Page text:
Methods and Tools

Study site: This article uses the data collected from the third round (2014) of the BTS (India HIV/AIDS Alliance 2016), conducted in six districts (Warangal, Karimnagar, Nalgonda, Anantapur, Chittoor and Khammam) of undivided Andhra Pradesh under the Avahan India AIDS Initiative, funded by the BMGF. The BTS was conducted with the following objectives: (i) to measure the major outcomes and impacts of the interventions funded by the BMGF under the Avahan India AIDS Initiative; (ii) to understand the relationship between community mobilisation and service indicator outcomes, such as promotion of condom use, reduction in violence and improved service utilisation; and (iii) to make information available for modelling the impact of the intervention.

It was a cross-sectional survey and the data were collected in 2014. Interviews were conducted by trained female investigators with verbal and written skills in Telugu. The survey instrument (structured questionnaire for the FSWs) was developed in English and translated into Telugu. The questionnaire was pre-tested in communities similar to those living at the survey sites, prior to the main survey. All the interviews were held in a private location specifically hired for the survey, or in a location convenient to the study participants.

Sampling method and sample size: The Probability Proportional to Size sampling method was adopted for selection of different clusters. Within different clusters, a sample of 2,400 FSWs was selected. All the FSWs selected for the study were members of a community-based organisation (CBO) in the respective districts. The eligible FSWs participating in the study were females aged 18 years or older, either brothel or street or lodge or home-based, who had sold sex in exchange for cash at least once in the past one month.

Data collection tool: The BTS collected information from FSWs on demographic aspects, sexual behaviour and condom use with sex partners, knowledge and awareness about HIV/AIDS, community-led structural interventions, self-efficacy, claimed identity, information related to exposure to the intervention, and social and financial inclusion using a structured interview schedule. We have used the collected information for this analysis.

Ethical considerations: The overall study design and questionnaires of the BTS were reviewed and approved by the institutional review boards of Family Health International and the Karnataka Health Promotion Trust.

Key questions and terms: In this article, financial inclusion is defined as the use of any of the following financial services in the last one year: (i) investment in schemes like National Saving Certificate (NSC)/Public Provident Fund (PPF), or (ii) investment in fixed deposit or bonds, or (iii) purchase of any insurance policy. All these investments are meant to secure uncertainty in the future. The BTS questionnaire asked three questions: (i) Have you invested in schemes like NSC/PPF during past one year? (ii) Have you invested in fixed deposits/bonds during past one year? (iii) Have you purchased any insurance policy during the past one year? These three questions were used to construct the dependent variable, that is, the use of any financial services in the last one year that defines financial inclusion. Financial autonomy is defined as the ability to exercise control over the use of money. The following question from the BTS was used to define “financial autonomy”: Do you have any money of your own that you alone can decide how to use?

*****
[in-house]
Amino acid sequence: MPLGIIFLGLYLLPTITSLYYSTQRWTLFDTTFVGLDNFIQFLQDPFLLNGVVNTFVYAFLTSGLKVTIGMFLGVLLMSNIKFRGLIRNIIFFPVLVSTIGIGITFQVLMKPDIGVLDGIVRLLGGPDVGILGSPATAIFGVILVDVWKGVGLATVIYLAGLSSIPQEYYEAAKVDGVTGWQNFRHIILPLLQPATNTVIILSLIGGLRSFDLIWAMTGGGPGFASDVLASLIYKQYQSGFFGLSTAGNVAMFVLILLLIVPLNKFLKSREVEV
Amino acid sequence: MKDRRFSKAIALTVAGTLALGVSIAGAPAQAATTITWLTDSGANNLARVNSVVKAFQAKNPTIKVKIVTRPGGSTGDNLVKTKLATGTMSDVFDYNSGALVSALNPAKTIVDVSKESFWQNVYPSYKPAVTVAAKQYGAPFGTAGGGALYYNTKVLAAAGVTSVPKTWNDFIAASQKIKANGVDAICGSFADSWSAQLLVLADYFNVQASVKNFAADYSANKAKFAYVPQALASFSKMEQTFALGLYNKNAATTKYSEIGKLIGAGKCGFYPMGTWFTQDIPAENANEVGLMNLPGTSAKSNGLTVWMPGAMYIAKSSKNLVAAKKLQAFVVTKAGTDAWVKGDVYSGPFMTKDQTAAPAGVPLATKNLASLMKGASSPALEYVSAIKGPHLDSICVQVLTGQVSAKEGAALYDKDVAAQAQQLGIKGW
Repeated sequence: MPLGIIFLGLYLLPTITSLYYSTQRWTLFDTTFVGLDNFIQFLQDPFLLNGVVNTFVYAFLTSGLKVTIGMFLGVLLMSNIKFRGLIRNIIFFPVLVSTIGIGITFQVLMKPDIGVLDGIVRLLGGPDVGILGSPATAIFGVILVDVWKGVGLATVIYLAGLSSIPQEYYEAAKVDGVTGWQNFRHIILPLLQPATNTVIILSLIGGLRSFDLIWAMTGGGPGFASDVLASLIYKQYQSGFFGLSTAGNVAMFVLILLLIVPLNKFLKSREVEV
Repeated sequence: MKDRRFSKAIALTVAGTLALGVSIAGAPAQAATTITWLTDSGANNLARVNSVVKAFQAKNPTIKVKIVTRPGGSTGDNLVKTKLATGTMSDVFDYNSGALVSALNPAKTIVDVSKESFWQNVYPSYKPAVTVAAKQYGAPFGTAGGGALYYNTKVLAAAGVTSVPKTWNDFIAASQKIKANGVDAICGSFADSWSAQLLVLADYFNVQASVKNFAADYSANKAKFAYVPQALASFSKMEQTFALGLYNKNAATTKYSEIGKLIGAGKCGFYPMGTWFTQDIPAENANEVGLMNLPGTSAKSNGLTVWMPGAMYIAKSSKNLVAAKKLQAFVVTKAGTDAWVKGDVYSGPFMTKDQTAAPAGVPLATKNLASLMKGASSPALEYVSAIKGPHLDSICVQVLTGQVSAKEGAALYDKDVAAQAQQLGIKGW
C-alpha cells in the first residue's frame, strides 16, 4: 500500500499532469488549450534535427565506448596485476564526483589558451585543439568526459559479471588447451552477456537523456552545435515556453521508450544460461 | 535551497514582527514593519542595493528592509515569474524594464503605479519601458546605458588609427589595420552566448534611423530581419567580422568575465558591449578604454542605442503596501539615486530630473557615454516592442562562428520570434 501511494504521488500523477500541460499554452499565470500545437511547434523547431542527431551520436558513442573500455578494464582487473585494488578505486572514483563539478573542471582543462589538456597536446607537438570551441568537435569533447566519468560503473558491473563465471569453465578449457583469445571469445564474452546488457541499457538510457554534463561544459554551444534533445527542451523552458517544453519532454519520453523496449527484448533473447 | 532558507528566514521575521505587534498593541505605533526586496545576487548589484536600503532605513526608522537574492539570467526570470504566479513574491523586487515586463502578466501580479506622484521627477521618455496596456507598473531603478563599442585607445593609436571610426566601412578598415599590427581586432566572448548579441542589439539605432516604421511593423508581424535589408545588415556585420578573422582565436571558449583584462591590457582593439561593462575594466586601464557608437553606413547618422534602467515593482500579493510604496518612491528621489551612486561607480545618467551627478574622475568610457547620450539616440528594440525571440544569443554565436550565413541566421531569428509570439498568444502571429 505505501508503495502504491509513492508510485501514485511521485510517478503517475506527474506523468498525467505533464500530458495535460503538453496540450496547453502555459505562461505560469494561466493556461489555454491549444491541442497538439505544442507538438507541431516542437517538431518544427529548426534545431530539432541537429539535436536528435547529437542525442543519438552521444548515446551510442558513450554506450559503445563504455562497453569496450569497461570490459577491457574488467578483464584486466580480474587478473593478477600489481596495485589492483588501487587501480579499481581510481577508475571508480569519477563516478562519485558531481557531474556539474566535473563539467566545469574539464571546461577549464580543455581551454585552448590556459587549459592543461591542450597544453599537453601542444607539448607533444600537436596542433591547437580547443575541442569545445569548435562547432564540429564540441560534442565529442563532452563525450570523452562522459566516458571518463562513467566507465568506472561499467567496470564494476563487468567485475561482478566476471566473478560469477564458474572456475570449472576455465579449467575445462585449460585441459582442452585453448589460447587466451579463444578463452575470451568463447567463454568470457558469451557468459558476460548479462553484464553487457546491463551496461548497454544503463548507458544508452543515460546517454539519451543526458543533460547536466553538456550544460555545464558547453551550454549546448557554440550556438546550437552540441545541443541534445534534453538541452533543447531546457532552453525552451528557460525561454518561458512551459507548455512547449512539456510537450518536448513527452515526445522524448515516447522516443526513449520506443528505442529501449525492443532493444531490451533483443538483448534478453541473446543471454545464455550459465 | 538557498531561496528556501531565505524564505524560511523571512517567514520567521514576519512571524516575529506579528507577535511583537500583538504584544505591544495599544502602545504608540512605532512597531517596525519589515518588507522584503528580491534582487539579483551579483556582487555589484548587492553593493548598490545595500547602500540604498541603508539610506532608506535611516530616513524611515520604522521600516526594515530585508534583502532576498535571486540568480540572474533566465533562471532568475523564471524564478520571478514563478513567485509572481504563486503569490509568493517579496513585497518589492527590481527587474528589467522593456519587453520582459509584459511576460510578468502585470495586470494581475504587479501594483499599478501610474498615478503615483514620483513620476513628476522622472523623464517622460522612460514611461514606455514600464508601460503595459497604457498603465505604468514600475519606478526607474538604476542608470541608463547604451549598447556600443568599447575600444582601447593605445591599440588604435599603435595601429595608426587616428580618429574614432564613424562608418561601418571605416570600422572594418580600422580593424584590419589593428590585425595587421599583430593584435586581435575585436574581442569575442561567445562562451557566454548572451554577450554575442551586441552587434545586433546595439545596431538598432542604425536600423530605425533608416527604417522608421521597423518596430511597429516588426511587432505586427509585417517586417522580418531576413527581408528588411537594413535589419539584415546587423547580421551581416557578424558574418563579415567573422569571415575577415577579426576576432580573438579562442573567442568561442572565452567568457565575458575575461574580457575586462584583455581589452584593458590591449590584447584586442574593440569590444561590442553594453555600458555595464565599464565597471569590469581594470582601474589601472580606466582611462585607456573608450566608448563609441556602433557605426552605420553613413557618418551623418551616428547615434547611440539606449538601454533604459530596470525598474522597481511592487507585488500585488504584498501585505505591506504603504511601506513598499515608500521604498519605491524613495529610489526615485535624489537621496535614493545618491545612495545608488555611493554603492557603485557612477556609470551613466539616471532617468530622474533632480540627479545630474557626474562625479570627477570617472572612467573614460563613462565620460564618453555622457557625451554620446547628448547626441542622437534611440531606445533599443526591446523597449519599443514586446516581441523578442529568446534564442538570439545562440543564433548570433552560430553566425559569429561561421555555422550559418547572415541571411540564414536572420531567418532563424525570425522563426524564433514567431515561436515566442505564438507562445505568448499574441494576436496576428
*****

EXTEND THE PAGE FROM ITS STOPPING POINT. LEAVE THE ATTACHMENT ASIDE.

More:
Statistical analysis: Bivariate analysis was performed to assess the association between the key dependent variable, that is, the use of any of the financial services in the last one year, and independent variables and financial autonomy, using chi-squared test statistics. A probit model was used to examine the factors that would determine the probability of the use of any of the financial services by the FSWs in the last one year. Given that the dependent variable is binary, that is, either the FSW used a financial service or did not, standard probit model specification was employed. The results of the probit regression model are presented in the form of marginal effects, along with the corresponding 95% confidence interval (95% CI) (Table 2, p 33). Marginal effects are interpreted as how much the (conditional) probability of the use of any of the financial services in the last one year changes when you change the value of a regressor, holding all other regressors constant at some values. Here the regressors are demographic, socio-economic, claimed identity, perceived discrimination and financial autonomy variables. All analyses were conducted using Stata.


Table 1 documents the association between access to and utilisation of financial services by the FSWs and various demographic and socio-economic factors. Of the sampled 2,400 FSWs, nearly half (45%) were home-based sex workers and a majority of the FSWs (56%) were in the middle age group, that is, 26–35 years of age. The median age was 30 years. More than half (56%) of the FSWs were non-literate. A majority of them (66%) were married at the time, some of them were either divorced/separated or widowed (29%), and only 5% were unmarried. Nearly 60% of them were living with a spouse or a female partner. One in every 10 FSWs (11%) was living alone. A minuscule percentage of FSWs (3%) were residing in rural areas. One in every four (26%) FSWs was exclusively involved in sex work. One in every five FSWs (20%) did not have a cell phone. A majority of the FSWs (64%) did not have any savings in the last one year and one in every third among them (33%) had loans. Around half of them (45%) had financial autonomy and a majority of them (89%) were not ashamed to be identified as sex workers. Almost 93% of the FSWs were members of a CBO.